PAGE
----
Monday, March 2, 2015

Burying Hearts

One of the best things I received for my birthday was a little packet of seeds embedded in paper hearts dyed pink, red, and white. My birthday falls on Valentine's Day, so I often get heart-shaped goodies. It's a good birthday to have; one gets lots of positive attention.

These are flower seeds of some mysterious kind - the packet didn't even give me a hint of what to expect. I keep pots in the corner of my deck and need to refresh them every year or so, so I thought to do it this year with my new Valentine seeds.

I yanked out the old, dried stalks of last year's annuals and troweled the earth, adding some more potting soil and mixing it in with the old. As I dug around in my yellow pot, I found a bulb of some kind - possibly dahlia - and reburied that, hoping for another nice surprise.

I sprinkled the hearts over the soil and added more dirt on top, firming the soil gently and sticking in the low-flow waterer. After sweeping the spot, I arranged them into the corner and flanked them with my Buddha face and my little spirit house where I like to think my garden sprite lives. 

I flooded the pots for this first watering - after this, they will have to make it with minimal water as we are still in a drought.

The packet gave me no information about how long germination would take so I'll be going out daily to look for sprouts. And, really, isn't that the perfect thing to be doing as spring approaches? First, you bury your heart deep in that soil, filled with hope and fertilizer. Then, you check eagerly for sprouts.

Friday, February 27, 2015

The Boy Is UP!

Well, no, he's not back into race cars yet, but he is UP!  

After months of pain and lying flat, he finally had an MRI that showed the problem (stenosis of the hole in the spine that the sciatic nerve passes through on its way down the left leg) and a magic shot (epidural delivering lidocaine and steroid medication to the affected area) that has taken away most of the pain! His shin still tingles a bit and occasionally twinges, but he has regained his ease of movement and is joyously walking and driving again!  The whole procedure was done outpatient, and it only took about 15 minutes. He thought they were still numbing the area when the doc said, "Okay, all finished!"

Upon inspection at home, he had a bandaid over the needle hole and a big "Yes!" written with a flourish on his back, but nothing more to show for it. He can't swim for three days but he can shower, so all is right with his world.

His stamina is not what it was, but starting next week we will work on that. We figure we'll do water walking at the local pool for a week or so, then he will resume his water aerobics twice weekly and I will start swimming laps again.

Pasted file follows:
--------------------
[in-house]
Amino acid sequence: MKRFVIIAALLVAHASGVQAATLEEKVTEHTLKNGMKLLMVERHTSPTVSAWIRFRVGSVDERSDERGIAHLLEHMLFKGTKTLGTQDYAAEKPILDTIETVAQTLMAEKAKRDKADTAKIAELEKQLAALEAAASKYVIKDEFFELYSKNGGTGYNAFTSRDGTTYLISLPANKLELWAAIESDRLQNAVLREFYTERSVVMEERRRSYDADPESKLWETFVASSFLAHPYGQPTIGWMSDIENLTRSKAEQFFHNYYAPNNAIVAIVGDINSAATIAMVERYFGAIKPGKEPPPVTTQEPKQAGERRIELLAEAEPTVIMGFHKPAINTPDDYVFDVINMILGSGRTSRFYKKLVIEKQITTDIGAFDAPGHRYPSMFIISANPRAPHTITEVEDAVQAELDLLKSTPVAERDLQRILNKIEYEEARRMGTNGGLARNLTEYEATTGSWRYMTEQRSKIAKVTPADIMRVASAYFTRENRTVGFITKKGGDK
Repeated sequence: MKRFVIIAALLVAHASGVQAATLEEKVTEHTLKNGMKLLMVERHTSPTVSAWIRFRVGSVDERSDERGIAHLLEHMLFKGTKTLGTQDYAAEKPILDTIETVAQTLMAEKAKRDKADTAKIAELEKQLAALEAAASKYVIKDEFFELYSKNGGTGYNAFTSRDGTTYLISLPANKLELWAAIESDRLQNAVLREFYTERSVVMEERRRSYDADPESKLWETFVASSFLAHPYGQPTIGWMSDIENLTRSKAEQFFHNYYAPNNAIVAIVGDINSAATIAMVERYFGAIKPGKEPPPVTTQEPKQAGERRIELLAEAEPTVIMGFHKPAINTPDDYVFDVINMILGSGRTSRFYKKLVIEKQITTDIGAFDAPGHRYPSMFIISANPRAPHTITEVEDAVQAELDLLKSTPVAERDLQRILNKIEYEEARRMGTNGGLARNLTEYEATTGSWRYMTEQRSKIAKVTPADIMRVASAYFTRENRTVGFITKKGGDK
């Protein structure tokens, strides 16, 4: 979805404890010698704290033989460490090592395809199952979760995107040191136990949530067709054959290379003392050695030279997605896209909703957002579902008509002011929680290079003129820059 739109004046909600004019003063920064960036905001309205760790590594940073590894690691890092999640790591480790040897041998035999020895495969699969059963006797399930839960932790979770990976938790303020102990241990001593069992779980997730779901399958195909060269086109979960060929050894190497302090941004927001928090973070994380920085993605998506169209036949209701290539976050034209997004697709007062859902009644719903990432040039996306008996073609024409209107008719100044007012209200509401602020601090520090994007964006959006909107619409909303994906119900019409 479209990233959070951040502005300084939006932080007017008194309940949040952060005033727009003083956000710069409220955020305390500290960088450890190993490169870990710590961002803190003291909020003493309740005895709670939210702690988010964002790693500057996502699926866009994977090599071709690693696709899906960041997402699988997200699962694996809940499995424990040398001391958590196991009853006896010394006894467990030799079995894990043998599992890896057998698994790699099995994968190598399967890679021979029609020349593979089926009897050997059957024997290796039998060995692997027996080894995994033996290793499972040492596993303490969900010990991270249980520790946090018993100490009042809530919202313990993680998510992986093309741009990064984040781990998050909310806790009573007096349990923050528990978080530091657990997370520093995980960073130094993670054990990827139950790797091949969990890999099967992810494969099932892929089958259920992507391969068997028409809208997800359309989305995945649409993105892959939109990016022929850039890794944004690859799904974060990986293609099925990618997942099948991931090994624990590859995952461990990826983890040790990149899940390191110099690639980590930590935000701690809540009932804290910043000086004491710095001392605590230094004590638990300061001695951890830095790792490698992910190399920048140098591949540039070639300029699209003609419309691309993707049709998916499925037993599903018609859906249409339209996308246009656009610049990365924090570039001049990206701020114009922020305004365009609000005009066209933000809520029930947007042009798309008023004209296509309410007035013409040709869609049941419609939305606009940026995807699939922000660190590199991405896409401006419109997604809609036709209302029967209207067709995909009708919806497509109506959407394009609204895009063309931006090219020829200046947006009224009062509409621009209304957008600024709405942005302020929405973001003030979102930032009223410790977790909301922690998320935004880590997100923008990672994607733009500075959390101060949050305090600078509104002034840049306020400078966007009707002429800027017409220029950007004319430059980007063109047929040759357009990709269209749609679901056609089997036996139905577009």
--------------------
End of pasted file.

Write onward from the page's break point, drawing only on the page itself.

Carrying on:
He had the magic shot last Tuesday but I've been almost superstitious about reporting success too early.  Happily, I can now let my breath out and shout out, "The Boy is UP!"

Wednesday, February 18, 2015


Shrimp and lemon goes together like love and marriage. My latest culinary fun was "inventing" a dish that included both of those ingredients in a buttery sauce, without sending our cholesterol readings over the top. Shrimp is high in cholesterol - the bad boy of the seafood world - but it is soooo delicious! 

I'm also into quick, simple, and easy meals, as you clearly know if you are a regular reader, so I didn't want to spend much time. One of the big time savers, of course, is buying frozen peeled and deveined shrimp in the giant economy size bag so those steps are taken care of. And if you start the pasta water while you are cutting the broccoli into bite-size pieces, you have effectively cut your time in the kitchen in half.

All you do, once the ingredients are assembled and the pasta (I used fettuccine) is in the salted, boiling water, is to melt about a tablespoon of butter and one of olive oil in a wide pan, then sautĂ© the broccoli florets and (still frozen) shrimp, tossing them around to cook evenly and to coat with the oils. A little pepper is nice, at this stage, but hold the salt as the shrimp will likely add all the salt you need. At the last minute, squeeze the juice of a whole lemon into the pan with the shrimp and broccoli, continuing to toss them around to coat.

The shrimp will thaw and some of that ice will be in the pan, but if it feels like there's not enough sauce, you can reserve about 1/4 cup of the pasta water to amplify the pan drippings. Be sparing, however, as you don't want to drown the flavors - just add a tablespoon at a time until you feel confident that the pasta will be covered.

Drain the pasta, pile it onto the plates, and ladle over the lovely, lemony broth. Top with shrimp and broccoli and enjoy your scamp-ish.

Monday, February 16, 2015

More Crab, Less Crabby

Shortly after I made the love bundles with the sole and the crab that made me so crabby, I found a can of the good crab 'way back in the cupboard and pounced upon it with glee. You see, I had been working up to this moment for quite some time. It's a long tale, so settle back. Here goes: